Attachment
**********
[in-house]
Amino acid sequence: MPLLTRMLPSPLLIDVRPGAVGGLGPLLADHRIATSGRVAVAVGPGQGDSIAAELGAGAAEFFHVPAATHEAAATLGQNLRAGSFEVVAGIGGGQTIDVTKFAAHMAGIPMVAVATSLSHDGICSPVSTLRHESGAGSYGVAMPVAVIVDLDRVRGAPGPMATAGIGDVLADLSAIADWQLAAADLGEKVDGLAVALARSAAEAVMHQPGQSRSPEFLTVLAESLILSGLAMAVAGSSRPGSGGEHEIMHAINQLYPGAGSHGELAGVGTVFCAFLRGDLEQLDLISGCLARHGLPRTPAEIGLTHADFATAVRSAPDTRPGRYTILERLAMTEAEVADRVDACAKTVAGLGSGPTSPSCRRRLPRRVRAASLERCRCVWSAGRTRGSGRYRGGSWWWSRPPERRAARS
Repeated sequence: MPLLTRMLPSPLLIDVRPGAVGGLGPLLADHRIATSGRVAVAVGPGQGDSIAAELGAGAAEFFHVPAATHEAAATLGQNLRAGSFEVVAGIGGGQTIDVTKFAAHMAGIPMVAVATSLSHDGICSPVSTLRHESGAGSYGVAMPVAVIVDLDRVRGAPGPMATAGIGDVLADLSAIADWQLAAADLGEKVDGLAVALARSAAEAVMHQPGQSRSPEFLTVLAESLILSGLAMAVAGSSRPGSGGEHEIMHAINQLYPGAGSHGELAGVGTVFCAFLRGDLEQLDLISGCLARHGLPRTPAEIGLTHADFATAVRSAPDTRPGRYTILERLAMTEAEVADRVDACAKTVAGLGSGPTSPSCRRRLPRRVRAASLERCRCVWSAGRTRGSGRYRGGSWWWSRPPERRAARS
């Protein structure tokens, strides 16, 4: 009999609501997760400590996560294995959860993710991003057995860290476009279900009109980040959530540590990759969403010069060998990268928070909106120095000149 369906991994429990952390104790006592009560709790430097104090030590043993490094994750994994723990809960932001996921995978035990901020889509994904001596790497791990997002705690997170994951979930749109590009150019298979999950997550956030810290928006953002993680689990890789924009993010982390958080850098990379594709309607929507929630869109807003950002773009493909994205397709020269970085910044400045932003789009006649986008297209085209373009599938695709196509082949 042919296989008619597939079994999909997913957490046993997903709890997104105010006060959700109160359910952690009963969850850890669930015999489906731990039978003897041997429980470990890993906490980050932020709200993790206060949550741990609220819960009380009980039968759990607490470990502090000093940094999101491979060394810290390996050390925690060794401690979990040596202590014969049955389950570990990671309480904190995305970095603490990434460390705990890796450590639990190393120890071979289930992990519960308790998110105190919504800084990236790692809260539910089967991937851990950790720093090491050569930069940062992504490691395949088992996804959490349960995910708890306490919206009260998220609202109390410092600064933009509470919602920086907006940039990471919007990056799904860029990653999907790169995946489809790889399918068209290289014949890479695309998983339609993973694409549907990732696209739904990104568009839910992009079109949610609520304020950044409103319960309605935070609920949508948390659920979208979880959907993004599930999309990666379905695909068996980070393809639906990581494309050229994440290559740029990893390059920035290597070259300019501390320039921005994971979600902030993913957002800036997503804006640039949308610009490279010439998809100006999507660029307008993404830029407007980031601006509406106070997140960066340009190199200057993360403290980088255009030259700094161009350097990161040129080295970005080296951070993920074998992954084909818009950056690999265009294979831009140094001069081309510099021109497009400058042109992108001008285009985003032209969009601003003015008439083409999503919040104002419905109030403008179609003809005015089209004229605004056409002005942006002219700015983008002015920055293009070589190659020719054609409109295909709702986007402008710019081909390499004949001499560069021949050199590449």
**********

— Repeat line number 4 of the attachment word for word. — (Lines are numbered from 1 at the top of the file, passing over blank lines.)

């Protein structure tokens, strides 16, 4: 009999609501997760400590996560294995959860993710991003057995860290476009279900009109980040959530540590990759969403010069060998990268928070909106120095000149 369906991994429990952390104790006592009560709790430097104090030590043993490094994750994994723990809960932001996921995978035990901020889509994904001596790497791990997002705690997170994951979930749109590009150019298979999950997550956030810290928006953002993680689990890789924009993010982390958080850098990379594709309607929507929630869109807003950002773009493909994205397709020269970085910044400045932003789009006649986008297209085209373009599938695709196509082949 042919296989008619597939079994999909997913957490046993997903709890997104105010006060959700109160359910952690009963969850850890669930015999489906731990039978003897041997429980470990890993906490980050932020709200993790206060949550741990609220819960009380009980039968759990607490470990502090000093940094999101491979060394810290390996050390925690060794401690979990040596202590014969049955389950570990990671309480904190995305970095603490990434460390705990890796450590639990190393120890071979289930992990519960308790998110105190919504800084990236790692809260539910089967991937851990950790720093090491050569930069940062992504490691395949088992996804959490349960995910708890306490919206009260998220609202109390410092600064933009509470919602920086907006940039990471919007990056799904860029990653999907790169995946489809790889399918068209290289014949890479695309998983339609993973694409549907990732696209739904990104568009839910992009079109949610609520304020950044409103319960309605935070609920949508948390659920979208979880959907993004599930999309990666379905695909068996980070393809639906990581494309050229994440290559740029990893390059920035290597070259300019501390320039921005994971979600902030993913957002800036997503804006640039949308610009490279010439998809100006999507660029307008993404830029407007980031601006509406106070997140960066340009190199200057993360403290980088255009030259700094161009350097990161040129080295970005080296951070993920074998992954084909818009950056690999265009294979831009140094001069081309510099021109497009400058042109992108001008285009985003032209969009601003003015008439083409999503919040104002419905109030403008179609003809005015089209004229605004056409002005942006002219700015983008002015920055293009070589190659020719054609409109295909709702986007402008710019081909390499004949001499560069021949050199590449």